Tips and tricks for completing the Physical Presence Section of the form are below:

  • U.S. citizen parents should include ALL physical presence in the U.S., even if it occurred before they became a U.S. citizen. This can include physical presence in the U.S. as a Legal Permanent Resident (Green Card holder), B1/B2 tourist, F1 student, J1 intern, etc. This also includes time spent in the U.S. without status.
  • Use previous and current passports with passport stamps, previous airline tickets, itineraries, or reservations to confirm your dates.
  • It is important to remember you must only include only time you were physically present in the United States. If you spent five years abroad, then your timeline will have a 5-year gap between when you left the U.S. and resuming when you returned to the U.S.
    • For example, if you were born and raised in your home state, and you only did a study abroad during your 2010 spring semester, then you would list your physical presence as:
      • City, State    Birth date – Date you left the U.S.
      • City, State    Date you returned to the U.S. – Date you left the U.S. again

Additional tips for American parents born and raised in the U.S.:

  • Start from your date of birth and list the dates chronologically.
  • If you moved a lot in your life, then write down when you moved to a different city.  Moves within the same city should not be given their own line.
  • It’s fine if you don’t remember the exact dates of your trips abroad when you were a child.  Try to at least include the month/year that you left and returned to the U.S.  Look for the entry and exit stamps in your old passports for reference.
  • While in high school or college did you ever do a study abroad program or vacation abroad during summer/winter break?

Additional tips for American parents who were not born and raised in the U.S.:

  • Start from the first date that you entered the U.S. and list the dates chronologically.
  • If you moved a lot while in the U.S., write down when you moved to a different city.  Moves within the same city should not be given their own line.
  • If you spent time in the U.S. as a child and want the time to be counted towards your Physical Presence in the U.S., then you may be asked to provide documented evidence of the time: old passports with entry/exit stamps, plane tickets, school documents, etc.
  • If you studied in the U.S., did you go abroad during summer or winter breaks?  Did you visit relatives who lived abroad?

Throughout the eCRBA application, there are several places where you can provide required documents by uploading a file from your computer.  The maximum allowable file size is 10MB.  You can click “attach a file” or “add” to bring up a document upload pop-up and then click the “select a file” button to choose the file you wish to upload.  When choosing documents to upload, focus on uploading only required documents.

No, you will need to request additional copies of your child’s CRBA through the Vital Records section at the State Department.

Please visit the Department of State website  to find the information needed to submit your request.
The U.S. Embassies/Consulates around the world do not keep records of your Consular Report of Birth Abroad and cannot issue duplicate/additional copies.

A written request letter or From DS-5542 (PDF) can be notarized at the Embassy/Consular Agency. Please book a notary appointment here.

No. Applicants cannot apply for a passport or a Social Security number through the eCRBA application at this time.

However, at the end of the eCRBA application, you will be directed to online resources detailing the process for completing the passport and Social Security number applications separately. Passport application can be submitted in person at the time of the interview.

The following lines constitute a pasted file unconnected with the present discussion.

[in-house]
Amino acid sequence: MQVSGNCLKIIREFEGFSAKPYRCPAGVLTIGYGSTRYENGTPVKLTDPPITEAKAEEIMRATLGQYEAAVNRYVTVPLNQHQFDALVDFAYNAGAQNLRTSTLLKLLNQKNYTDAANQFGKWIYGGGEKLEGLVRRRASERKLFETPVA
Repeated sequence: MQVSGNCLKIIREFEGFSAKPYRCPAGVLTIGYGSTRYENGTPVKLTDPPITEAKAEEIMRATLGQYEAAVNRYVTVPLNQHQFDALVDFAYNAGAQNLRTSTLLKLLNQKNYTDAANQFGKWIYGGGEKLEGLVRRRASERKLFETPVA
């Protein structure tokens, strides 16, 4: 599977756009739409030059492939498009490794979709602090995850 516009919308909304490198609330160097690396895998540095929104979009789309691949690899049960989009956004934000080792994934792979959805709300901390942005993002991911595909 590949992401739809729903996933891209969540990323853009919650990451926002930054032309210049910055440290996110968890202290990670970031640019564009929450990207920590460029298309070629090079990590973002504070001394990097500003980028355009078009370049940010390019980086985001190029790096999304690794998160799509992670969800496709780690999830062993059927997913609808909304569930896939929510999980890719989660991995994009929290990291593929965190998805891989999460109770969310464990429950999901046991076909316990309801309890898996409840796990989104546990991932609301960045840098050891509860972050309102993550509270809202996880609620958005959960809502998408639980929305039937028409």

Please note that an application for a Social Security Number can only be submitted after receiving the original Consular Report of Birth Abroad and Passport.

You can request to replace or amend a CRBA from the State Department’s Vital Records section. Only the individuals listed below can request to replace or amend a CRBA:

  • The individual listed on the birth record (if age 18 or older)
  • A parent (for minors under age 18)
  • An authorized government agency, or
  • A person with written authorization  from the individual listed on the birth record

You can request to amend or replace a CRBA by following the instructions on the following website.

A written request letter can be notarized at the Embassy/Consular Agency. Please book a notary appointment here.

You will need access to the internet and the ability to scan, save, and upload documents in the eCRBA application.  eCRBA also works through a mobile phone or a tablet, using your device’s camera to create images of documents to upload.

eCRBA requires payment using the U.S. government’s official payment site “pay.gov”, which accepts payments in U.S. dollars from a credit card (MasterCard, Visa, American Express, Discover) or U.S. bank account.

The payment system is secure.  The payment occurs through “pay.gov”, an online payment system used by many U.S. government agencies.

If you are not able to pay online, then you must complete a paper CRBA application and pay the fees at the U.S. Embassy or Consulate during your interview.

If you cannot complete the online payment, then you must complete a paper application and submit it along with your payment in person at a U.S. Embassy or Consulate.

After successfully submitting an eCRBA application and payment, you will see a confirmation screen.  You will also receive a follow-up email, confirming receipt of your application.

You won’t be able to access your application online after it is submitted.  If you need to make subsequent changes, you must contact the U.S. Embassy.

After completing the online application and making a payment online, you will be directed to the U.S. Embassy website to schedule an appointment.

Please allow 5 working days between payment submission and CRBA interview appointment time.  This provides time for your payment to be processed.

Yes, you can schedule one appointment for a passport and CRBA.  Other services may require separate appointments.

If you schedule your appointment online, you will receive a confirmation page that includes instructions on how to cancel or reschedule your appointment online.  Please print or safe this page as a reference.